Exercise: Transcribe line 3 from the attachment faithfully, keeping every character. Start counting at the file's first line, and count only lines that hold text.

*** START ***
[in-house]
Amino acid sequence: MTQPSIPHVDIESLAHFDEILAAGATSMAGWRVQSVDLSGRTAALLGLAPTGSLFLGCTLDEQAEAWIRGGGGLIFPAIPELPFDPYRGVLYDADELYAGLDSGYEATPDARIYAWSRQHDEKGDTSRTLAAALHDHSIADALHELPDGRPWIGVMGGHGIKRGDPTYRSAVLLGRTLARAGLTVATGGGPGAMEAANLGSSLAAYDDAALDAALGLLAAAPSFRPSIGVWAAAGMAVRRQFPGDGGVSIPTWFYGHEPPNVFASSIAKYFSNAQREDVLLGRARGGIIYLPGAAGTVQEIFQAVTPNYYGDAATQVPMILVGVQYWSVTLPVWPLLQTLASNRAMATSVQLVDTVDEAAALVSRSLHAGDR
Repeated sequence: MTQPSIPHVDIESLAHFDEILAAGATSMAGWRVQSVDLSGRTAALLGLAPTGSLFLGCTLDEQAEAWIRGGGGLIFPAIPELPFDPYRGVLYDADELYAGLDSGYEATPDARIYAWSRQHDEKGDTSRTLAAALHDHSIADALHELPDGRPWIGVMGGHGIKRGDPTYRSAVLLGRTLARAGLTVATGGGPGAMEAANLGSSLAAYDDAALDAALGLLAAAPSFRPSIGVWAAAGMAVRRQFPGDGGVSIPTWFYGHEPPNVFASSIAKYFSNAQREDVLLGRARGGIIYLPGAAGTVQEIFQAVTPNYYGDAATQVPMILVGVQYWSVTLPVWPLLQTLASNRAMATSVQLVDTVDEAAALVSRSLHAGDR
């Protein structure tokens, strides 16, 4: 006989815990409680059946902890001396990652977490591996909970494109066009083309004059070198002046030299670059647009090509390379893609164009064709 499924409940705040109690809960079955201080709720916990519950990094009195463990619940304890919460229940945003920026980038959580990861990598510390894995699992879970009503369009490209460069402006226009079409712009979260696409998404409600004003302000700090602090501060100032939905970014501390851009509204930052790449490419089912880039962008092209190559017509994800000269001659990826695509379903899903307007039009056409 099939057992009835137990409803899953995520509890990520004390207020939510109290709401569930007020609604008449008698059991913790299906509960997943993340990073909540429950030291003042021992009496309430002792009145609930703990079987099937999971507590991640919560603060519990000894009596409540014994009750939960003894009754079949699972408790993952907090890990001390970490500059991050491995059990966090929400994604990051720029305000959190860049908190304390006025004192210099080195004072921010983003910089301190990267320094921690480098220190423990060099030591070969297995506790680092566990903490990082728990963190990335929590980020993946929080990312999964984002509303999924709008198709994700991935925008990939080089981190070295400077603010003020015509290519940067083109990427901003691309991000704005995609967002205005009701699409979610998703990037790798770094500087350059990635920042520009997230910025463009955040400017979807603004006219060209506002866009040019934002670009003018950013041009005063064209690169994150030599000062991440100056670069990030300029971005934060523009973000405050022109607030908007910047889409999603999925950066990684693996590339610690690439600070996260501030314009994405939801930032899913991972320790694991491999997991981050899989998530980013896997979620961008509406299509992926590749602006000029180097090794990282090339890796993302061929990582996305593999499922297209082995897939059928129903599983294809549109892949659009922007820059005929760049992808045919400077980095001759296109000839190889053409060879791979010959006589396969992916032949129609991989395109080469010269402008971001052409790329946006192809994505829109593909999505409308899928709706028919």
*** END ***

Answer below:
Repeated sequence: MTQPSIPHVDIESLAHFDEILAAGATSMAGWRVQSVDLSGRTAALLGLAPTGSLFLGCTLDEQAEAWIRGGGGLIFPAIPELPFDPYRGVLYDADELYAGLDSGYEATPDARIYAWSRQHDEKGDTSRTLAAALHDHSIADALHELPDGRPWIGVMGGHGIKRGDPTYRSAVLLGRTLARAGLTVATGGGPGAMEAANLGSSLAAYDDAALDAALGLLAAAPSFRPSIGVWAAAGMAVRRQFPGDGGVSIPTWFYGHEPPNVFASSIAKYFSNAQREDVLLGRARGGIIYLPGAAGTVQEIFQAVTPNYYGDAATQVPMILVGVQYWSVTLPVWPLLQTLASNRAMATSVQLVDTVDEAAALVSRSLHAGDR